In order to act on economic factors, female genital mutilation must no longer be considered as a criterion of eligibility for marriage, and marriage must no longer be seen as necessary to ensure the material survival and social acceptance of women. As a result, it is necessary to change the consciousness, material conditions and decision-making possibilities of women (1). Part of this involves empowering women through better education and improved employment opportunities. In this way, their survival is ensured even without marriage, and economic dependence is reduced (2).
In “Seeking to save money, Sierra Leone village gives up FGM”, Nellie Peyton presents the special case of the Thawuya village (Sierra Leone) where economic costs surrounding the practice of FGM were so important that they progressively gave it up.
On February 6th 2020 – the International Day Against FGM- the WHO’s cost calculation tool was launched in Brussels. It is available online following this link: https://srhr.org/fgmcost/cost-calculator/ The WHO FGM Cost Calculator estimates the current and projected financial health care costs associated with FGM in 30 specific countries, as well as the potential cost savings to health systems when reducing new cases of FGM.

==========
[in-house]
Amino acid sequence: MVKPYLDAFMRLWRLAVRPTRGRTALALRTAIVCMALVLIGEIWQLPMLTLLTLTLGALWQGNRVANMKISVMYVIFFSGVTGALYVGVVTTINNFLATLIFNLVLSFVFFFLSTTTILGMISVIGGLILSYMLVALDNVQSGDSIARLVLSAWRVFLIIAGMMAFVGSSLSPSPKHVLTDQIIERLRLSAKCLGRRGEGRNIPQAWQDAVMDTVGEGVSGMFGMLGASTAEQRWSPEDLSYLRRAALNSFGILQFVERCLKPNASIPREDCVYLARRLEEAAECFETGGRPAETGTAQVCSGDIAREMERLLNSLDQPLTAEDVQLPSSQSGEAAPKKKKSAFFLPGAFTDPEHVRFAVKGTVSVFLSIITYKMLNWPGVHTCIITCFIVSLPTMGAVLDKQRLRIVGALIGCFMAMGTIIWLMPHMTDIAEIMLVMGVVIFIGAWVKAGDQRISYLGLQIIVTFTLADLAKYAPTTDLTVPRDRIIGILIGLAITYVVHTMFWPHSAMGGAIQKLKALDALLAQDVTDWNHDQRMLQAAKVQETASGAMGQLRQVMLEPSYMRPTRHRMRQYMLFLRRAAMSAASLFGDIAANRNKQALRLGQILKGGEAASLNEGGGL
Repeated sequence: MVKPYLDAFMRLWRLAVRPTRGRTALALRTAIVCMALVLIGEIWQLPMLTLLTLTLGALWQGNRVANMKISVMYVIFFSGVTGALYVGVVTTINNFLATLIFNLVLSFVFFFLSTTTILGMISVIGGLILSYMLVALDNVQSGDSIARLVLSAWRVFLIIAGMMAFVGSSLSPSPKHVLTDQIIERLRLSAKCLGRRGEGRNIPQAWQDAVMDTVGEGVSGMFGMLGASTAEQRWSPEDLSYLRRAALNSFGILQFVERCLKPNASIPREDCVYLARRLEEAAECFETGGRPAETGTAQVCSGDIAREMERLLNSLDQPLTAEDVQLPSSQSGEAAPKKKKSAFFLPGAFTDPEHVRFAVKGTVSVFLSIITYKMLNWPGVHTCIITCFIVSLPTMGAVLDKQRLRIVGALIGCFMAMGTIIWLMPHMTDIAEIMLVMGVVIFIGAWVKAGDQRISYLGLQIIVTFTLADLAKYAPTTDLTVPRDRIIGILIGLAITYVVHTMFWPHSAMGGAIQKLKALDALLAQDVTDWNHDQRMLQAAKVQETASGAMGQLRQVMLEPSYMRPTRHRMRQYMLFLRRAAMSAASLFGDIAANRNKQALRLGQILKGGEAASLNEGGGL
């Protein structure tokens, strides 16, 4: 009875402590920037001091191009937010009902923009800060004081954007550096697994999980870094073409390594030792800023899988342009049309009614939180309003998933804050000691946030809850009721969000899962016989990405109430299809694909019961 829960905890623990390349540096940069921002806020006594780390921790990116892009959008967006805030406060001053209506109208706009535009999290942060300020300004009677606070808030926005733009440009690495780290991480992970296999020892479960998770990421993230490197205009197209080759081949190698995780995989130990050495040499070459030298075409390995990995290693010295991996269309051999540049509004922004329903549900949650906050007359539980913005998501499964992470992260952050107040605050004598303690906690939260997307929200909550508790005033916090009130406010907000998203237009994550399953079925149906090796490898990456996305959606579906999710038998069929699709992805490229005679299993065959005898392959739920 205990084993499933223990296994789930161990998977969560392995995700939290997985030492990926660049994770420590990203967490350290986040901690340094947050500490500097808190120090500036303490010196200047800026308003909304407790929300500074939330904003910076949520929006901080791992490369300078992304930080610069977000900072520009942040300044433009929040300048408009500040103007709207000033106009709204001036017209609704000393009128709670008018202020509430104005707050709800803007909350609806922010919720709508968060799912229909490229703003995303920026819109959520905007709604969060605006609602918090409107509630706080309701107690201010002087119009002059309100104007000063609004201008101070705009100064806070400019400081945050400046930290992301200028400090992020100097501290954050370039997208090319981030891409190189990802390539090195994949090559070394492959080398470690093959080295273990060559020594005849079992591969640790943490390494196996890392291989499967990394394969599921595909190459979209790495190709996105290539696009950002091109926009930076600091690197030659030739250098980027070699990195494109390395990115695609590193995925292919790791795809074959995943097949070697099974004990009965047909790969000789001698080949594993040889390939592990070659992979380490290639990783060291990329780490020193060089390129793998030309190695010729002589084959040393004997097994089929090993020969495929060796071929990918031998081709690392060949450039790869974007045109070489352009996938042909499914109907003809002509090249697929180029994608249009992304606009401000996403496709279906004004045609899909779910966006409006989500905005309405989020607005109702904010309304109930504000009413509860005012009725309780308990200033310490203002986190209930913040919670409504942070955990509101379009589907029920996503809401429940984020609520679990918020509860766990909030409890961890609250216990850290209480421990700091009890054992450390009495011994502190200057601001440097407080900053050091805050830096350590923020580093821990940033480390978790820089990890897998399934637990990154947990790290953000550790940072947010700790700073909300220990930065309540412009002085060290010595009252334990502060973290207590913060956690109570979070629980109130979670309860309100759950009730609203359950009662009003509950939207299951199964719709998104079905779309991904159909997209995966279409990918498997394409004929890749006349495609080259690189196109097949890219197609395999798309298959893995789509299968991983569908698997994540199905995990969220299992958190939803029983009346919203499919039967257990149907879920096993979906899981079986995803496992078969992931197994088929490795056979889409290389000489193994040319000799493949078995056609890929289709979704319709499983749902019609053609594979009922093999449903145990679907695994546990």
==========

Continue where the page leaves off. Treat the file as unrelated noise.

Research on the consequences and economic drivers of FGM is rare and an increase in focus on these areas would be clearly be beneficial. Most of the current research focuses on medical care, primariuly on obstetrics. The premises for a more systematic study of the economic drivers of FGM are gradually emerging.
Studies have revealed that the socio-economic subordination of women conditions the perpetuation of the practice of FGM (1), and that the more women exercise control over their lives, the more convinced they are that it is necessary to end the practice (2). Aditionally, the practice of female genital mutilation is believed to be linked to factors such as urban or rural residence, economic status and education (3).